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Infections Caused by Dog Bites


Animal attacks can be a traumatic experience that leave long-lasting impacts on your life. However, there is an important way to curb the physical ramifications of an attack. Infections caused by dog bites are preventable with the appropriate medical care.

If a dog bite pierces a person’s skin, bacteria from the animal’s mouth can get into the body, which can cause an infection. Therefore, washing the wound thoroughly can remove the bacteria from the body and help prevent infection. If the bacteria stay in the body, they can cause an infection, such as tetanusrabies, or sepsis.

In some cases, an infection can spread to other parts of the body. People will need antibiotics or vaccinations to treat these types of infection.

How to tell if a bite is infected

The common symptoms of a dog bite infection can include:

  • Swelling and redness around the wound.
  • Pain that lasts longer than 24 hours.
  • Drainage from the wound.
  • Difficulty moving the affected part of the body.
  • Warm feeling around the wound.

Signs that the infection may have spread to other parts of the body include:

  • Fever
  • Shaking
  • Night sweats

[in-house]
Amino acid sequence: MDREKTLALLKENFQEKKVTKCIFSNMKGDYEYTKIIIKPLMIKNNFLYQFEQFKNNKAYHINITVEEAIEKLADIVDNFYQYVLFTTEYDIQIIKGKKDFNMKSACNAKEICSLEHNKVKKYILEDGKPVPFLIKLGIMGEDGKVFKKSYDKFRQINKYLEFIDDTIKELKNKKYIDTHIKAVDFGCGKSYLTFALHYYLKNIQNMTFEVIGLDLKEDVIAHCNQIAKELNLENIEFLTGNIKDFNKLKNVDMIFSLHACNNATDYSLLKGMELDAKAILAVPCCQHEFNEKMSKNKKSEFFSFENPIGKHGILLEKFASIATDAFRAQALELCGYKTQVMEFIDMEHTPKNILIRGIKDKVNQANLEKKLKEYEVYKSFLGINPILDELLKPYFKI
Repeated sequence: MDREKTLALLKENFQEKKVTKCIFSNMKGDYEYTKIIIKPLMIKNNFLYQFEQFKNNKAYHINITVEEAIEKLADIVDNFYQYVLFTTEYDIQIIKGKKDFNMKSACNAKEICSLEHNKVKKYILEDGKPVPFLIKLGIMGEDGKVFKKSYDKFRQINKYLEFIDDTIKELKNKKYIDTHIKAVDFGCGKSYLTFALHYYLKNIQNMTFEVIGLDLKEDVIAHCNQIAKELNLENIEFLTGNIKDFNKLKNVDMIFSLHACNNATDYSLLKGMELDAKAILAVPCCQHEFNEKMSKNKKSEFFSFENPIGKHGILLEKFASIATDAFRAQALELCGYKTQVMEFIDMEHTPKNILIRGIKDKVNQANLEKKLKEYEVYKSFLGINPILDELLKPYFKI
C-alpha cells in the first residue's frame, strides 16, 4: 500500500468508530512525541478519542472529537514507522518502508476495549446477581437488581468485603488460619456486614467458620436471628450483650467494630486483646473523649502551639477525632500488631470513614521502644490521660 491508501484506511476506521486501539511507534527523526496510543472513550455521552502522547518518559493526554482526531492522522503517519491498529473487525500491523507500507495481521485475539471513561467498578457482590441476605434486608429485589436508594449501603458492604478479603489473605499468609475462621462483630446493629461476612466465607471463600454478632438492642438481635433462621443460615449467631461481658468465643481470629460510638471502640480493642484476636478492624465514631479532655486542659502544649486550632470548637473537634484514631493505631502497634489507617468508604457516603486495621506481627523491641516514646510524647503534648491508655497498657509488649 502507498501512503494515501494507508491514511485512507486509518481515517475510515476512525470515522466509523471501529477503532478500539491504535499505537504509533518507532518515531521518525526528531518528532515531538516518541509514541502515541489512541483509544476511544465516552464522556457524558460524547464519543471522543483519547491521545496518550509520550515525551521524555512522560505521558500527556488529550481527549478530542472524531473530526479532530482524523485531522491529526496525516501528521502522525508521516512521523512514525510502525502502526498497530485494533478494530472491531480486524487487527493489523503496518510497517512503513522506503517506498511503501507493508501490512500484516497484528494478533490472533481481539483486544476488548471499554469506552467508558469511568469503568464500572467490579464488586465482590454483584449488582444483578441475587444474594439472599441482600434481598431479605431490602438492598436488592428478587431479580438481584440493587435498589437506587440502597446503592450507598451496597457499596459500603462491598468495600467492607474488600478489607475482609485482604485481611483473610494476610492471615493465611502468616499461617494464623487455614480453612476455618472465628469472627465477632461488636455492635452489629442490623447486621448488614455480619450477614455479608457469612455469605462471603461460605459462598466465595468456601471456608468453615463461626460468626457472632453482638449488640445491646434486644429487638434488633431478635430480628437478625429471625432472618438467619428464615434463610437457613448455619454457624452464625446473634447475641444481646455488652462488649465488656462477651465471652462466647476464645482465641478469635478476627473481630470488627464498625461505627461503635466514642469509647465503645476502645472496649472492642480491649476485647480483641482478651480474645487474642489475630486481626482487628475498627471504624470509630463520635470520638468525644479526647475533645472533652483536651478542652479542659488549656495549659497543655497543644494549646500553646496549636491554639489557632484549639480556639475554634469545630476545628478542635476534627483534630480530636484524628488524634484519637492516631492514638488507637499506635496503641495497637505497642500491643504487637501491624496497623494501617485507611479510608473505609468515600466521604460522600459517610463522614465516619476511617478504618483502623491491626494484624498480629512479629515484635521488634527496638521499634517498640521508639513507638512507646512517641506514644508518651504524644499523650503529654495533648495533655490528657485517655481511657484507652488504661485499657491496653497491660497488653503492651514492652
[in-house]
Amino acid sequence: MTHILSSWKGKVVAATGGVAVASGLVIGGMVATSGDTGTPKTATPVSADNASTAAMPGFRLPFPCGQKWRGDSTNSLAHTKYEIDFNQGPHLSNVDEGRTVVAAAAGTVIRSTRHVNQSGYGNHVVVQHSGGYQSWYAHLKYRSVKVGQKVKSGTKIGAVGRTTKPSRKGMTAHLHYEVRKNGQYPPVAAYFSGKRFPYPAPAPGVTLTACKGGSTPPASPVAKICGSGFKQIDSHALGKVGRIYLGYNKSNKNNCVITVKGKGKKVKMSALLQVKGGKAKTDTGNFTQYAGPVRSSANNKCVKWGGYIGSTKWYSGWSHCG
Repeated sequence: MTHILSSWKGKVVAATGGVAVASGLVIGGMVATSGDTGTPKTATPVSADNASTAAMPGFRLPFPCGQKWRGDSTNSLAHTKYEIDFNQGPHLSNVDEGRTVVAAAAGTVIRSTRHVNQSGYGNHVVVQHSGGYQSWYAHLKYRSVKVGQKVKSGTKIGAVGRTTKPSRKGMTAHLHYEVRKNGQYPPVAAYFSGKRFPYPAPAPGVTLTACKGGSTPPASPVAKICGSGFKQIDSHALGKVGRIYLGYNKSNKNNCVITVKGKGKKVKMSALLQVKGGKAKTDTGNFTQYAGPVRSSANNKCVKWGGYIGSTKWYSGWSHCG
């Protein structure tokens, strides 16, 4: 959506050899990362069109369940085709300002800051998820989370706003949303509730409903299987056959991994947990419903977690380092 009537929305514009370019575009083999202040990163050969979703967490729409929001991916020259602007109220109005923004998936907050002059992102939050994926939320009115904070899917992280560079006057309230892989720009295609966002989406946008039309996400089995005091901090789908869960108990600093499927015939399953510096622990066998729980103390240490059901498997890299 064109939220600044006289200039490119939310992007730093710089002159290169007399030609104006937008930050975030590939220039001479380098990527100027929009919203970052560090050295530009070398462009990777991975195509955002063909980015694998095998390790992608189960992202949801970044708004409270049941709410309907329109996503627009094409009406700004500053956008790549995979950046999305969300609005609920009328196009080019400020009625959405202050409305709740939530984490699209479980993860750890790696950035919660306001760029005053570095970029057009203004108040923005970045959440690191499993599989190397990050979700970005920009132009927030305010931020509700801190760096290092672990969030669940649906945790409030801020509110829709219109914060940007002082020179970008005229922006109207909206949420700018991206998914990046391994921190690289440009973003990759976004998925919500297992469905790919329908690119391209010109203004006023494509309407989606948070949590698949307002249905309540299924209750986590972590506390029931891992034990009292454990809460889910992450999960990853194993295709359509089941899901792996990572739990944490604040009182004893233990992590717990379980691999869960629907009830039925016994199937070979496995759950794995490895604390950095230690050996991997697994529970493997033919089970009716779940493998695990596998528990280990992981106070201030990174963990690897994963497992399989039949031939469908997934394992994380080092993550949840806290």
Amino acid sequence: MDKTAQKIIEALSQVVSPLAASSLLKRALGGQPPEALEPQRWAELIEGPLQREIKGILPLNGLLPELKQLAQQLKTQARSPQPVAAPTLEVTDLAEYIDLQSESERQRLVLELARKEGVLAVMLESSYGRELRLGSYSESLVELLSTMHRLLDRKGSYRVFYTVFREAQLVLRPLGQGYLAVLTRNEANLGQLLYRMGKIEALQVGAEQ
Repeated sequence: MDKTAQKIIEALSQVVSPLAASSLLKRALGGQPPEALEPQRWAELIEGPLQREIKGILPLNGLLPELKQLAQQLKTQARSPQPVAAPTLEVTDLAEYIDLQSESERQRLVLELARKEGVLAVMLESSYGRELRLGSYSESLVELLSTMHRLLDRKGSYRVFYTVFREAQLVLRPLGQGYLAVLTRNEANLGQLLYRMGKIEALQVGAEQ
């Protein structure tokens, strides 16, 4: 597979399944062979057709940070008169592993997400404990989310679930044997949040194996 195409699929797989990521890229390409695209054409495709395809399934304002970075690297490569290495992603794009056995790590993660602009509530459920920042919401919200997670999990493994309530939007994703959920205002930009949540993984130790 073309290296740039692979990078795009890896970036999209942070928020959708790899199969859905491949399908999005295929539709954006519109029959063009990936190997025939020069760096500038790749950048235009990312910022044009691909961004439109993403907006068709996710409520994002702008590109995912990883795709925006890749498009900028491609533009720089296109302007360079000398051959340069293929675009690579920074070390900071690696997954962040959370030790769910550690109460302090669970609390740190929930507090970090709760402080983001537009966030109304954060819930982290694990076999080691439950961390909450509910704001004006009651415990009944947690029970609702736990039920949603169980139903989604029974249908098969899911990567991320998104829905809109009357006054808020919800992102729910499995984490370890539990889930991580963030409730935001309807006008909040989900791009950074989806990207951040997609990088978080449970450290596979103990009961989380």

To help prevent the dog bite from becoming infected, you should wash/clean the wound as soon as possible. It is best to use soap and warm water to clean the wound thoroughly. After cleaning out the wound, applying antibiotic cream and bandaging should be the next step. If the wound is deep and more serious, you should seek medical attention right away.


Dog bites on the hands and feet carry the highest risk of infection. Untreated dog bites can lead to major health problems. Seeking prompt medical attention is key to avoiding any major complications from the wound. Sepsis, Rabies and Tetanus can all be caused by a dog bite wound getting infected.


Treating infections caused by dog bites is possible. However, your doctor should assess the situation and examine the wound to look for any damage to nerves or bones.

If the person has not had a tetanus vaccine in the last 5 years, they may need to have one to reduce the risk of tetanus

According to the American Academy of Pediatrics, people with a dirty wound should have a booster tetanus vaccine if more than 5 years have passed since their last shot. For a clean wound, people should have a booster vaccine if it has been more than 10 years since their last shot.

In cases of severe or facial wounds, people may need stitches to close the wound. If the person does not know the dog’s history of rabies vaccination, they will need a post-exposure rabies vaccine to protect them from the possibility of rabies.

Representation for Dog Bite Victims

If you have suffered an infection from a dog bite, you need a skilled attorney at your side to fight relentlessly to recover damages.

Maginnis Law’s lead personal injury attorney, T. Shawn Howard may be able to help you recover fair compensation. Mr. Howard has successfully represented many victims of vicious North Carolina dog attacks and is familiar with the unique psychological impact the attack and the physical scars can leave.

You can reach our intake team by phone at (919) 526-0450 or send a private inquiry through the Maginnis Howard contact page.